In Kep, we got off the bus and were solicited by a tuk-tuk driver, who gave us a strange look when we told him our hotel name. His colleagues snickered, making us suspicious that something was up. He quickly took our dollar and drove us to our hotel – around the corner.

Don’t buy tours or tickets on the street. Hotels and guest houses, along with travel agents, are your best option for travel/tour tickets, as they’ll save you time and legwork – and you’ll have someone to yell at if your trip goes sour.

Vietnamese National Railways filled up faster than we expected. Rail-car seating is a maze of options: hard seats, soft seats, suites, first class, A/C, sleepers, slow vs. fast trains, etc. Call in the travel agent on that one.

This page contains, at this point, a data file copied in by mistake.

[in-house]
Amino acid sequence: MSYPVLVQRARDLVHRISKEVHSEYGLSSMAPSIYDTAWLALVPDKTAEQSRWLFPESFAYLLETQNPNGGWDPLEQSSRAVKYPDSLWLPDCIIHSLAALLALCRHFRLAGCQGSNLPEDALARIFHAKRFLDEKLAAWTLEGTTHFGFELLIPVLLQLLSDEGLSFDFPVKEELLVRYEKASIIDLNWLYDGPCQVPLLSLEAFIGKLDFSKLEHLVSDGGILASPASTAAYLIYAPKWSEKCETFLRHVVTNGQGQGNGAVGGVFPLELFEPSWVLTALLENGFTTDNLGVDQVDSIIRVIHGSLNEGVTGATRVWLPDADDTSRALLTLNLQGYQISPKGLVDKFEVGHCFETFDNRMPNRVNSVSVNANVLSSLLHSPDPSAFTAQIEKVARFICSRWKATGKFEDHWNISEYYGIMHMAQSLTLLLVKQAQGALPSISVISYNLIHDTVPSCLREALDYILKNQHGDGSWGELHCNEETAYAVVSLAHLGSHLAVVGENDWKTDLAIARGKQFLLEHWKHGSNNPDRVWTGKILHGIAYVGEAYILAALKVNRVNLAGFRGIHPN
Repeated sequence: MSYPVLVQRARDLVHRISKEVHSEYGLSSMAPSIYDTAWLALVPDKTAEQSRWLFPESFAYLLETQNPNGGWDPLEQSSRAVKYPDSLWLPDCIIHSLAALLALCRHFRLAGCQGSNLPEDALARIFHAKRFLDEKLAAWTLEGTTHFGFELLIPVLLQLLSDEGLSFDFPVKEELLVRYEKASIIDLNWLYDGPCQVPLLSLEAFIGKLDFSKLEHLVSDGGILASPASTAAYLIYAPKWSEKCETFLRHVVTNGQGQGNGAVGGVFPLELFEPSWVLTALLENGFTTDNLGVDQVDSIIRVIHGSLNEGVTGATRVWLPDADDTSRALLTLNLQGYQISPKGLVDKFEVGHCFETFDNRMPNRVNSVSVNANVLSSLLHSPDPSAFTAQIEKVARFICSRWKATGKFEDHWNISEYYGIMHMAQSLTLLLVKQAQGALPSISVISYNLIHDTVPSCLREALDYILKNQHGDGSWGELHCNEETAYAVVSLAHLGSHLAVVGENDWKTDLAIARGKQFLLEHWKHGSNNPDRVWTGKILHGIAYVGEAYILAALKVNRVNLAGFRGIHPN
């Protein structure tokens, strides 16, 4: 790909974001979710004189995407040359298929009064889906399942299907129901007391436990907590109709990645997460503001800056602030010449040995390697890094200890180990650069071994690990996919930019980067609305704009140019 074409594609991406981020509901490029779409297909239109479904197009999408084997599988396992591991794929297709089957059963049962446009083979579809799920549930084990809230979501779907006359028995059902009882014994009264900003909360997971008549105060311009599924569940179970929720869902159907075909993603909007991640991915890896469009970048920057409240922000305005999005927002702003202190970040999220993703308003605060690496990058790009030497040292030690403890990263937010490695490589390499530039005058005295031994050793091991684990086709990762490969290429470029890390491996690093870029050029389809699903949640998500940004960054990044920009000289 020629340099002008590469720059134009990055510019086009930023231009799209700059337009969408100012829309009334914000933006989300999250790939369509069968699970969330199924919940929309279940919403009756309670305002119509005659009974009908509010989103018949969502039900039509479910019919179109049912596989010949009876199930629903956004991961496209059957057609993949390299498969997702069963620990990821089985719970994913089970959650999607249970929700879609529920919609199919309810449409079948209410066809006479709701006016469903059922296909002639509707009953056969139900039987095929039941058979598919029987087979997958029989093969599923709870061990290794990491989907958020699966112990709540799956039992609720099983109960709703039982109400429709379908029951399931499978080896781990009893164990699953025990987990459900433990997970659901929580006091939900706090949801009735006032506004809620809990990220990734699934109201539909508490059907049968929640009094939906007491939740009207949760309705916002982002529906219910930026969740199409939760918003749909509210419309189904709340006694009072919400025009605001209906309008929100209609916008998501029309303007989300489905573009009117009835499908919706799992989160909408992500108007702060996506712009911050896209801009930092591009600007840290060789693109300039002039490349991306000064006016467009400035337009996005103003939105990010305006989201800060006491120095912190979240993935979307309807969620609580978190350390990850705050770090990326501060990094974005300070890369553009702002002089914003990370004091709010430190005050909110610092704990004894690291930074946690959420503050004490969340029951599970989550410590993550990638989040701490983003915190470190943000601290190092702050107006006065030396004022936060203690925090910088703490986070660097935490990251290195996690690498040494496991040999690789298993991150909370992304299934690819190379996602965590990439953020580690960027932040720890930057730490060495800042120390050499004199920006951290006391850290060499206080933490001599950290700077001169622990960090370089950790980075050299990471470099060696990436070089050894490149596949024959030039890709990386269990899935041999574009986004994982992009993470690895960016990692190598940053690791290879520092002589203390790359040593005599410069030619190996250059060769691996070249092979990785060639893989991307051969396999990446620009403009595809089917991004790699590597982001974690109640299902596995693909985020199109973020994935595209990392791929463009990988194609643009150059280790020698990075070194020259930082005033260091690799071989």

In Cambodia, use the Mekong Express: good Japanese buses, a stewardess, free pastries, moist towelettes, karaoke-style music videos, and employees who gleefully wave as you leave the terminal. A competitor bus company we used once broke down, requiring us to stand in the heat for an hour. But that’s Asia. Everyone accepts these things. Perseverance is compulsory here.

Do not take the “sleeper” buses in Vietnam: late-night music, crazy wild driving, horrible roads, no shock absorbers, and still-warm blankets from the last passengers.

English is prevalent in many places in varying degrees. Expect to occasionally pantomime what you need, and carry a “quick guide” of words in the local language. The locals appreciated our attempts to communicate. Hello, goodbye and thank you saw us through.

Checking English-language websites of local newspapers kept us apprised of events and weather. While in Asia, 12 people drowned when a tour boat sank in Halong Bay and the tsunami hit Japan. It made us wary of the cheapest tours.